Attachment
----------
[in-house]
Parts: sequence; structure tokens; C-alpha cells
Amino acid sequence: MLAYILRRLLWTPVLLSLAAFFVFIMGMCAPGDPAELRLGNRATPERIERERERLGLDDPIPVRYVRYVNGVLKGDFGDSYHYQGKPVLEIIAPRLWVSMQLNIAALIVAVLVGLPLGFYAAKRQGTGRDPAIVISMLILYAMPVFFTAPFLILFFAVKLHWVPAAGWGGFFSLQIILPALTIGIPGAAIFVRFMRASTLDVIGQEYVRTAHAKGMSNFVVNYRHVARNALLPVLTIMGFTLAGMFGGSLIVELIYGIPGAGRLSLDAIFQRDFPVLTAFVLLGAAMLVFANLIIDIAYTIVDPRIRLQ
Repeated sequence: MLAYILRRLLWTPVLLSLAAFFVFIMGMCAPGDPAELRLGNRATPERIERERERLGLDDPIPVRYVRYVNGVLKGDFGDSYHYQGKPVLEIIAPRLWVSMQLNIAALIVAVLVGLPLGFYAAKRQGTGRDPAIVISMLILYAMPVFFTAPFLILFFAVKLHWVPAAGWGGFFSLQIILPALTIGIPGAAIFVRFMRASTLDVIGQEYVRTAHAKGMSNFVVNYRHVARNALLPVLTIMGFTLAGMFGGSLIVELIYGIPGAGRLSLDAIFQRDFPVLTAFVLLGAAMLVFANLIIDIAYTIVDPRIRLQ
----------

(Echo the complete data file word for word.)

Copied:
[in-house]
Parts: sequence; structure tokens; C-alpha cells
Amino acid sequence: MLAYILRRLLWTPVLLSLAAFFVFIMGMCAPGDPAELRLGNRATPERIERERERLGLDDPIPVRYVRYVNGVLKGDFGDSYHYQGKPVLEIIAPRLWVSMQLNIAALIVAVLVGLPLGFYAAKRQGTGRDPAIVISMLILYAMPVFFTAPFLILFFAVKLHWVPAAGWGGFFSLQIILPALTIGIPGAAIFVRFMRASTLDVIGQEYVRTAHAKGMSNFVVNYRHVARNALLPVLTIMGFTLAGMFGGSLIVELIYGIPGAGRLSLDAIFQRDFPVLTAFVLLGAAMLVFANLIIDIAYTIVDPRIRLQ
Repeated sequence: MLAYILRRLLWTPVLLSLAAFFVFIMGMCAPGDPAELRLGNRATPERIERERERLGLDDPIPVRYVRYVNGVLKGDFGDSYHYQGKPVLEIIAPRLWVSMQLNIAALIVAVLVGLPLGFYAAKRQGTGRDPAIVISMLILYAMPVFFTAPFLILFFAVKLHWVPAAGWGGFFSLQIILPALTIGIPGAAIFVRFMRASTLDVIGQEYVRTAHAKGMSNFVVNYRHVARNALLPVLTIMGFTLAGMFGGSLIVELIYGIPGAGRLSLDAIFQRDFPVLTAFVLLGAAMLVFANLIIDIAYTIVDPRIRLQ